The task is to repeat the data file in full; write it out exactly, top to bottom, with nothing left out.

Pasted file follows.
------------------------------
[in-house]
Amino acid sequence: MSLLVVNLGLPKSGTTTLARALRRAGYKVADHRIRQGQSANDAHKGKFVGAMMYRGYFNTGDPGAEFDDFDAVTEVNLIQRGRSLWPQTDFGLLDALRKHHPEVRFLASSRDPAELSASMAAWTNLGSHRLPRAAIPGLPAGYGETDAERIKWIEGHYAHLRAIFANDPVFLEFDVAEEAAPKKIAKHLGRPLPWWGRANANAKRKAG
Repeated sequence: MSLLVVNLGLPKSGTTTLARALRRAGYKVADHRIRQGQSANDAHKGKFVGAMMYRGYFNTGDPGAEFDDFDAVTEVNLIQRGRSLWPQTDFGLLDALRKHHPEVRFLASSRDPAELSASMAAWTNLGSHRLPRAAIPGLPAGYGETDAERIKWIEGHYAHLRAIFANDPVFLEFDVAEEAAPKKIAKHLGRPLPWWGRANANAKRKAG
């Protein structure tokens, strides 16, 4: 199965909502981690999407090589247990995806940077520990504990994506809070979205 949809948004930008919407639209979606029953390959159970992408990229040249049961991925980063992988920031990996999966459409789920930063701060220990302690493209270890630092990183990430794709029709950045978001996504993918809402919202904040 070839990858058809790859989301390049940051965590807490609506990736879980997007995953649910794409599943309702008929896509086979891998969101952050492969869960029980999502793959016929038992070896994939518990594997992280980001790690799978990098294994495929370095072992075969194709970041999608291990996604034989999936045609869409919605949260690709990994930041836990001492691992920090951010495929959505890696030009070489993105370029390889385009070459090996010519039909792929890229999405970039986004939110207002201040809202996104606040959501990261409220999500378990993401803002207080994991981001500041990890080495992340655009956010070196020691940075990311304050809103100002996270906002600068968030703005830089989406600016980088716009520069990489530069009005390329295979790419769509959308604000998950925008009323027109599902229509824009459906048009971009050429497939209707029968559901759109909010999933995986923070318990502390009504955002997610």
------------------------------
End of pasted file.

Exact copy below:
[in-house]
Amino acid sequence: MSLLVVNLGLPKSGTTTLARALRRAGYKVADHRIRQGQSANDAHKGKFVGAMMYRGYFNTGDPGAEFDDFDAVTEVNLIQRGRSLWPQTDFGLLDALRKHHPEVRFLASSRDPAELSASMAAWTNLGSHRLPRAAIPGLPAGYGETDAERIKWIEGHYAHLRAIFANDPVFLEFDVAEEAAPKKIAKHLGRPLPWWGRANANAKRKAG
Repeated sequence: MSLLVVNLGLPKSGTTTLARALRRAGYKVADHRIRQGQSANDAHKGKFVGAMMYRGYFNTGDPGAEFDDFDAVTEVNLIQRGRSLWPQTDFGLLDALRKHHPEVRFLASSRDPAELSASMAAWTNLGSHRLPRAAIPGLPAGYGETDAERIKWIEGHYAHLRAIFANDPVFLEFDVAEEAAPKKIAKHLGRPLPWWGRANANAKRKAG
């Protein structure tokens, strides 16, 4: 199965909502981690999407090589247990995806940077520990504990994506809070979205 949809948004930008919407639209979606029953390959159970992408990229040249049961991925980063992988920031990996999966459409789920930063701060220990302690493209270890630092990183990430794709029709950045978001996504993918809402919202904040 070839990858058809790859989301390049940051965590807490609506990736879980997007995953649910794409599943309702008929896509086979891998969101952050492969869960029980999502793959016929038992070896994939518990594997992280980001790690799978990098294994495929370095072992075969194709970041999608291990996604034989999936045609869409919605949260690709990994930041836990001492691992920090951010495929959505890696030009070489993105370029390889385009070459090996010519039909792929890229999405970039986004939110207002201040809202996104606040959501990261409220999500378990993401803002207080994991981001500041990890080495992340655009956010070196020691940075990311304050809103100002996270906002600068968030703005830089989406600016980088716009520069990489530069009005390329295979790419769509959308604000998950925008009323027109599902229509824009459906048009971009050429497939209707029968559901759109909010999933995986923070318990502390009504955002997610």